MUMBAI, India – Healing the earth is the task assigned to us by Pope Francis on the World Day of Prayer for Creation. It is also an opportunity to heal people’s addictions.
The day is marked on September 1. Originally established by the Orthodox Church in 1989, Pope Francis added it to the Catholic Church’s calendar in 2015, the same year he published his landmark ecological encyclical Laudato si’.
Father Joe Pereira, the founder of the India-based Kripa Foundation, said the pope’s call to care for the environment came “not a minute too soon.”
“In a world torn by man’s greed, he declared for Mother Earth, urging responsible consumption, accompanied at every step by corresponding methods of preserving and nurturing the blue planet,” the priest said.
The Kripa Foundation has a two-fold-mission: Treating those with chemical dependency and those suffering from HIV/AIDS. It has centers across India, as well as in Europe, Canada, and the United States.
Pereira said the foundation thought it should mark its 36 years of existence by honoring the pope with a program for “healing addiction by healing the earth.”
“As the addicts were loving their most abused and misused bodies, minds and souls back to life, simultaneously they could twin their efforts with the pope’s teaching on the environment,” he told Crux.
Inspired by Laudato si’, the Foundation established a kitchen garden and food forest at its facility in Goa, allowing patients to work the earth as part of their treatment.
Francis spoke about small-scale agriculture in his encyclical.
“In order to continue providing employment, it is imperative to promote an economy which favors productive diversity and business creativity,” the pontiff writes. “For example, there is a great variety of small-scale food production systems which feed the greater part of the world’s peoples, using a modest amount of land and producing less waste, be it in small agricultural parcels, in orchards and gardens, hunting and wild harvesting or local fishing.”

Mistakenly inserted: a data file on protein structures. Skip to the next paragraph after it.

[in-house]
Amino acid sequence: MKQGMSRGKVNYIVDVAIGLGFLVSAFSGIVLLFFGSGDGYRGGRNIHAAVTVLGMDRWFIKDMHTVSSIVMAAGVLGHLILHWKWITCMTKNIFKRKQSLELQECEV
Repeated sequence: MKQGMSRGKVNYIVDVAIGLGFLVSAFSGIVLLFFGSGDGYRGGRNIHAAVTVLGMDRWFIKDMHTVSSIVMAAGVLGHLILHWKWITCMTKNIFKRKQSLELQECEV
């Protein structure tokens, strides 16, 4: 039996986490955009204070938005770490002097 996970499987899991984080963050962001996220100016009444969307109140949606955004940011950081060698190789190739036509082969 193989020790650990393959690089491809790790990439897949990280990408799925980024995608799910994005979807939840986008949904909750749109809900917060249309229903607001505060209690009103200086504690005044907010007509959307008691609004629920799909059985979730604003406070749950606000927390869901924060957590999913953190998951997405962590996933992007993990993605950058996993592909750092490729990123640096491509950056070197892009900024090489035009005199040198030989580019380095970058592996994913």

Pereira said this method of rehabilitation was a “pro-life project” focusing “on the addict’s creative ability to heal Mother Earth.”
The garden is just over a half-acre, and is harvested three times a week, providing food not only for the facility, but also for the local community.
It includes vegetables, medicinal herbs, and fruit trees, and there are plans for poultry, aquaculture, and the establishment of bee hives.
“The potential yield is limited only by our own knowledge and imagination,” Pereira said.
But the priest says what is central to the garden project is recovery and occupational therapy, so the clients in recovery can benefit from food as well as a relaxing environment.
The center offers a skill development program to train clients in agricultural methods, which they can use after they leave the facility. The program is also available to other members of the local community.
“The curriculum includes both theoretical knowledge and hands-on experience via talks, workshops, internships and structured volunteering opportunities for short, mid and long-term,” Pereira told Crux. “And if you like what you see, replicating the initiative becomes easy.”
He said those suffering from addiction learn how to observe and care for a variety of vegetables from the moment of planting the seed to the joy of serving them at the dining table.
“An addict who is born for an ‘I-thou’ relationship feels lost and lonely and so develops an ‘I-It’ relationship. A variety of substitutes for love and intimacy such as drugs, sex, gambling, and pornography prevent an addict from a life-fulfilling occupation,” the priest continued.
Pereira said through agricultural therapy, a person suffering from addiction learns to see the will of God unfold in creation, and learns a spirituality of Creation. He said this also provides an awareness of – and perhaps a solution to – climate change.
“It is an excess of carbon in the atmosphere that is causing climate change. Industrial agriculture is accused of being one of the greatest contributors,” the priest explained.
He said those suffering from addiction can help to reverse climate change as they learn to reverse the negative influences in their own lives.
“Growing plants and trees they learn nature’s way of self-growth, self-actualization, and reverse the self-destructive energy into a life-fulfilling reservoir of creativity and meaning – Logos.”
In line with its Indian heritage, the Kripa Foundation uses a program which blends yoga with the 12-step system.
Pereira has decades of experience with yoga, and has worked closely with the Guruji B K S Iyengar School of Yoga in Pune.
“Iyengar Yoga helps addicts to love their most abused and misused bodies back to life,” he reiterated. “In a similar way, the idea of getting the addict to care for the Earth was visualized as a possible source of reflecting the same healing process in one’s own life.”